^{7}Fiscal measures to mitigate the pandemic’s adverse economic consequences are proxied by the Hale et al. (2021) OxCGRT economic-support index,

^{8}which records how the intensity of fiscal support by governments has varied across countries and includes income support as well as debt relief. This index also takes values in the range of 0–100, and a higher value indicates greater support. To proxy monetary easing by the central banks, we use data on a set of short-term interest rates (1-, 6- and 12-month money market rates), obtained from Eurostat (Economy & Finance Database)

^{9}and measured as deviations from pre-Covid-19 levels (values in 2019).

^{10}To allow for cumulative effects on sentiments/expectations of the pandemic’s various aspects, right-hand-side variables in the MNL regressions are measured as monthly averages. Moreover, as the Phillips-Sul convergence testing procedure discards the first 5% of observations, the sample period in MNL regressions is March-November 2020 and January–September 2021.

^{11}as well as diversity in the extent of restrictions and fiscal support, with fiscal support showing greater diversity than restrictions (Panel B). The table also indicates variations in interest rates, although overall the data show a decrease in the cost of borrowing relative to pre-covid levels.

^{12}

Variable | Obs | Mean | SD | Min | Max |
---|---|---|---|---|---|

Panel A: Variables in convergence testing | |||||

Changes in human mobility to essential places (relative to a pre-Covid-19 baseline, %) | |||||

1st period | 7776 | − 5.92 | 7.78 | − 30.12 | 18.84 |

2nd period | 7776 | 4.535 | 11.585 | − 32.045 | 41.274 |

Panel B: Explanatory variables in MNL regressions | |||||

Restrictions | 486 | 55.887 | 15.967 | 18.101 | 95.436 |

Announced new Covid-19 fatalities (per 10,000 population) | 486 | 0.391 | 0.613 | 0 | 4.302 |

Fiscal support | 486 | 68.015 | 23.326 | 0 | 100.00 |

Interest rates, 1-month (in deviations from 2019 levels) | 468 | − 0.246 | 0. 484 | − 1.86 | 1.35 |

Interest rates, 6-month (in deviations from 2019 levels) | 450 | − 0.258 | 0.505 | − 1.86 | 1.61 |

Interest rates, 12-month (in deviations from 2019 levels) | 432 | − 0.298 | 0.481 | − 1.80 | 2.04 |

## 4 Results

Countries | β coefficient | \({t}_{\widehat{\beta }}\) | |
---|---|---|---|

Full sample | 26 EU countries plus the UK | − 2.696 | − 4.910 |

First club | Bulgaria, Croatia, Czech Republic, Denmark, Estonia, Finland, Germany, Greece, Hungary, Ireland, Latvia, Lithuania, The Netherlands, Sweden | − 1.447 | − 1.470 |

Second club | France, Spain | − 0.479 | − 1.565 |

Third club | Belgium, Italy, Malta, Slovakia | 0.473 | 4.385 |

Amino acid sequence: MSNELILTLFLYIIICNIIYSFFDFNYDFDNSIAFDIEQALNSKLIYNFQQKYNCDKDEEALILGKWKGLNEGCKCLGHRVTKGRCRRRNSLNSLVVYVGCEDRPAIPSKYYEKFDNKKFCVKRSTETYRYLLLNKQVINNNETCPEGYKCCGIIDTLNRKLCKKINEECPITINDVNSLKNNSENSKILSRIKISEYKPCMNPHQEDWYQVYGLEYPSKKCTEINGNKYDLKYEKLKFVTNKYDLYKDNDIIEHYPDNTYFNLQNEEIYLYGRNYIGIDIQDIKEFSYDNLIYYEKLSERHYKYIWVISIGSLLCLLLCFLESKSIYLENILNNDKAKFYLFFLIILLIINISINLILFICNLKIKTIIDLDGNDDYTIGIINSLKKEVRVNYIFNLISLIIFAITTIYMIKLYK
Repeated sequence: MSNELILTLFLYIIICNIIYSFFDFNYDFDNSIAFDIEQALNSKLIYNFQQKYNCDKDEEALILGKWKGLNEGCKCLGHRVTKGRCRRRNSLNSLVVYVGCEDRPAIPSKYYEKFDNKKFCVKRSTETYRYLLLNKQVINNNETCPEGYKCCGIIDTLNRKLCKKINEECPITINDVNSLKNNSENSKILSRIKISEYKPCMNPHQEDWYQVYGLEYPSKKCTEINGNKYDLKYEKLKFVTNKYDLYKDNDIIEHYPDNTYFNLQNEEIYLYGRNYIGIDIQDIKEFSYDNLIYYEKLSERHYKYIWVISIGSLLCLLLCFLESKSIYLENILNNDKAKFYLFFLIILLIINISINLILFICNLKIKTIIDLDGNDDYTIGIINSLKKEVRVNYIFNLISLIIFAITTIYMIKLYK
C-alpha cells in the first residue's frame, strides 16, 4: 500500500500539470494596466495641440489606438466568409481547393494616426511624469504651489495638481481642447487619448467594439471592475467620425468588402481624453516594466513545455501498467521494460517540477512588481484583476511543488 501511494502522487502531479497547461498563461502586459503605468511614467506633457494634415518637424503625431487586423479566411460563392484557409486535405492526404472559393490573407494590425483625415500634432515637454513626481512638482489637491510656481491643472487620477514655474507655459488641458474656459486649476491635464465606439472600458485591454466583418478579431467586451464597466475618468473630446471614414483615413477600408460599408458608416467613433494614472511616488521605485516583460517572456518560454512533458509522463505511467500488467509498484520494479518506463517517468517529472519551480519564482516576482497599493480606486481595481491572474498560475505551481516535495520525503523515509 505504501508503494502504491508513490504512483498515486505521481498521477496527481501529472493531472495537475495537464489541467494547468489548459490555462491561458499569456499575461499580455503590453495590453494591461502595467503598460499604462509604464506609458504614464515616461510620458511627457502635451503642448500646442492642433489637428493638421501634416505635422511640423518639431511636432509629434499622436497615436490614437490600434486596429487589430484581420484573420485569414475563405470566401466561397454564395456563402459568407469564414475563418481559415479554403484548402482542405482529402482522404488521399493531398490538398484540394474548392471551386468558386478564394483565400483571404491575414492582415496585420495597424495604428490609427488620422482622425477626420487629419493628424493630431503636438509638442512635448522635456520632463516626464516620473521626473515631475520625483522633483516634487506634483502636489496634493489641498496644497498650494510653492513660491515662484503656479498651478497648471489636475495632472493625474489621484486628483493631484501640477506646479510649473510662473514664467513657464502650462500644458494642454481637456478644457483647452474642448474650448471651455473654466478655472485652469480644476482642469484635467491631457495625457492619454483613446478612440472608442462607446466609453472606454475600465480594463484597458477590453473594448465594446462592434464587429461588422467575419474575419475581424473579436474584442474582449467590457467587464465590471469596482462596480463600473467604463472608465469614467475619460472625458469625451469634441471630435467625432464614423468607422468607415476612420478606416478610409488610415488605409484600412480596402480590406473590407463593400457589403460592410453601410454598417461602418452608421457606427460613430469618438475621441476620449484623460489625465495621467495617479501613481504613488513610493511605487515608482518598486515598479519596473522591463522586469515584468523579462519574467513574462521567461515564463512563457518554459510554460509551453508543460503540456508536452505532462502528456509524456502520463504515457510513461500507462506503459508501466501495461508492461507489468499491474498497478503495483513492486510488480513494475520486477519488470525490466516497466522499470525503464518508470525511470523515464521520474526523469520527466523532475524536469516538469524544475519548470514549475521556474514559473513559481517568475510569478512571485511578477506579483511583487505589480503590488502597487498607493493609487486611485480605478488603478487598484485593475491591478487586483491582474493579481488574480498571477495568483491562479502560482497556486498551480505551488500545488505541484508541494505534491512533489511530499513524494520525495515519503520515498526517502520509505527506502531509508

Fourth club | Austria, Luxembourg, UK | 0.192 | 1.088 |

Fifth group–non-converging | Poland, Portugal, Romania, Slovenia | − 2.626 | − 19.153 |

Club | β coefficient | \({t}_{\widehat{\beta }}\) |
---|---|---|

Club 1 + 2 | − 1.663 | − 10.382 |

Club 2 + 3 | − 1.049 | − 1.693 |

Club 3 + 4 | − 0.606 | − 3.080 |

Club 4 + non-conv | − 1.995 | − 10.979 |

Countries | β coefficient | \({t}_{\widehat{\beta }}\) | |
---|---|---|---|

Full sample | 26 EU countries plus the UK | − 0.741 | − 201.608 |

First club | Greece, Lithuania, Portugal | 0.107 | 1.105 |

Second club | Croatia, Poland | 0.011 | 0.130 |

Third club | Belgium, Bulgaria, Czech Republic, Estonia, France, Germany, Hungary, Ireland, Latvia, Malta, Romania, Slovenia, Slovakia | 0.083 | 1.186 |

Fourth club | Austria, Finland, Italy, Luxembourg, The Netherlands, Spain, Sweden | 0.196 | 18.516 |

Fifth club | Denmark, UK | 1.593 | 9.616 |

Club | β coefficient | \({t}_{\widehat{\beta }}\) |
---|---|---|

Club 1 + 2 | 0.005 | 0.059 |

Club 2 + 3 | − 0.329 | − 18.204 |

Club 3 + 4 | − 0.168 | − 33.342 |

Club 4 + non-conv | − 0.011 | − 2.281 |

Countries | β coefficient | \({t}_{\widehat{\beta }}\) | |
---|---|---|---|

First club | Croatia, Greece, Lithuania, Poland, Portugal | 0.005 | 0.059 |

Second club | Belgium, Bulgaria, Czech Republic, Estonia, France, Germany, Hungary, Latvia, Malta, Romania, Slovenia, Luxembourg, The Netherlands | 0.083 | 1.186 |

Third club | Austria, Finland, Italy, Ireland, Slovakia, Spain, Sweden | 0.196 | 18.516 |

Fourth club | Denmark, UK | 1.593 | 9.616 |

Dependent variable | Regressors | (1) | (2) | (3) | (4) | (5) | (6) | (7) | (8) |
---|---|---|---|---|---|---|---|---|---|

CLUB 2 | (res) | 1.042*** (2.93) | 1.042*** (2.74) | 1.041*** (2.67) | 1.038*** (2.51) | 1.027*** (2.08) | 1.025*** (1.77) | 1.024*** (1.66) | 1.016 (1.12) |